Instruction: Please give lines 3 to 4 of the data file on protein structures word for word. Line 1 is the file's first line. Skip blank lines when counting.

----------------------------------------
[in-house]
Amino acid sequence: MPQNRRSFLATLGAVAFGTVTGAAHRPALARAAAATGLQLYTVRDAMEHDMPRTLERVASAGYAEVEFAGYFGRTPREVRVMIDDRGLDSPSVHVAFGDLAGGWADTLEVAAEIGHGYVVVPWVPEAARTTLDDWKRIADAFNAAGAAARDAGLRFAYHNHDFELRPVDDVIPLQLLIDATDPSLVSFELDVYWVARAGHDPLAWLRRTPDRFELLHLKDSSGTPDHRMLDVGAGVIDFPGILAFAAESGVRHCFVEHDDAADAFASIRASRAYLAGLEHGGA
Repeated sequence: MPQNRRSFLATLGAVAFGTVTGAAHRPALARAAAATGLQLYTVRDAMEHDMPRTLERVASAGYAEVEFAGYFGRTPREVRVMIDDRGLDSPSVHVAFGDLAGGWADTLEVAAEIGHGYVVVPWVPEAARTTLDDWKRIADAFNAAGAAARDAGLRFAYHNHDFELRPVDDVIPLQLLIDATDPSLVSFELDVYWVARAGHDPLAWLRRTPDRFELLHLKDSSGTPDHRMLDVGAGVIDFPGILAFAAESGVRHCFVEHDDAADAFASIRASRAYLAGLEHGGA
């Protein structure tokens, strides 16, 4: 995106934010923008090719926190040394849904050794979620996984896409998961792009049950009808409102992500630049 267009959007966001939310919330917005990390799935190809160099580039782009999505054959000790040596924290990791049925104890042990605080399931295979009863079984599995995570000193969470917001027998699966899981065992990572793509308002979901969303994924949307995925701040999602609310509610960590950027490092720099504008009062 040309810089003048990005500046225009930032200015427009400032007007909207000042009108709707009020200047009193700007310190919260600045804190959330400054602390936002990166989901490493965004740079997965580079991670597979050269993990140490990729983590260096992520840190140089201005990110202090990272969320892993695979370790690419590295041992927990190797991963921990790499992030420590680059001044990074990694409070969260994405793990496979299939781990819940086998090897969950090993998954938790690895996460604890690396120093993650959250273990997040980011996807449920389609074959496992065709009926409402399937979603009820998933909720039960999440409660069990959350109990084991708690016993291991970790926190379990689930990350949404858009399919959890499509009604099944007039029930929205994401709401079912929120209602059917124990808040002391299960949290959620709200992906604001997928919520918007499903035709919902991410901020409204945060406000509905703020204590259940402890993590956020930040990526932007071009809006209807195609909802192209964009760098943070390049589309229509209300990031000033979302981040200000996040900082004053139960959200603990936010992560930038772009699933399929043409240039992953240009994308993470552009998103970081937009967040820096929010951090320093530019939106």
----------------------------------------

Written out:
Repeated sequence: MPQNRRSFLATLGAVAFGTVTGAAHRPALARAAAATGLQLYTVRDAMEHDMPRTLERVASAGYAEVEFAGYFGRTPREVRVMIDDRGLDSPSVHVAFGDLAGGWADTLEVAAEIGHGYVVVPWVPEAARTTLDDWKRIADAFNAAGAAARDAGLRFAYHNHDFELRPVDDVIPLQLLIDATDPSLVSFELDVYWVARAGHDPLAWLRRTPDRFELLHLKDSSGTPDHRMLDVGAGVIDFPGILAFAAESGVRHCFVEHDDAADAFASIRASRAYLAGLEHGGA
């Protein structure tokens, strides 16, 4: 995106934010923008090719926190040394849904050794979620996984896409998961792009049950009808409102992500630049 267009959007966001939310919330917005990390799935190809160099580039782009999505054959000790040596924290990791049925104890042990605080399931295979009863079984599995995570000193969470917001027998699966899981065992990572793509308002979901969303994924949307995925701040999602609310509610960590950027490092720099504008009062 040309810089003048990005500046225009930032200015427009400032007007909207000042009108709707009020200047009193700007310190919260600045804190959330400054602390936002990166989901490493965004740079997965580079991670597979050269993990140490990729983590260096992520840190140089201005990110202090990272969320892993695979370790690419590295041992927990190797991963921990790499992030420590680059001044990074990694409070969260994405793990496979299939781990819940086998090897969950090993998954938790690895996460604890690396120093993650959250273990997040980011996807449920389609074959496992065709009926409402399937979603009820998933909720039960999440409660069990959350109990084991708690016993291991970790926190379990689930990350949404858009399919959890499509009604099944007039029930929205994401709401079912929120209602059917124990808040002391299960949290959620709200992906604001997928919520918007499903035709919902991410901020409204945060406000509905703020204590259940402890993590956020930040990526932007071009809006209807195609909802192209964009760098943070390049589309229509209300990031000033979302981040200000996040900082004053139960959200603990936010992560930038772009699933399929043409240039992953240009994308993470552009998103970081937009967040820096929010951090320093530019939106």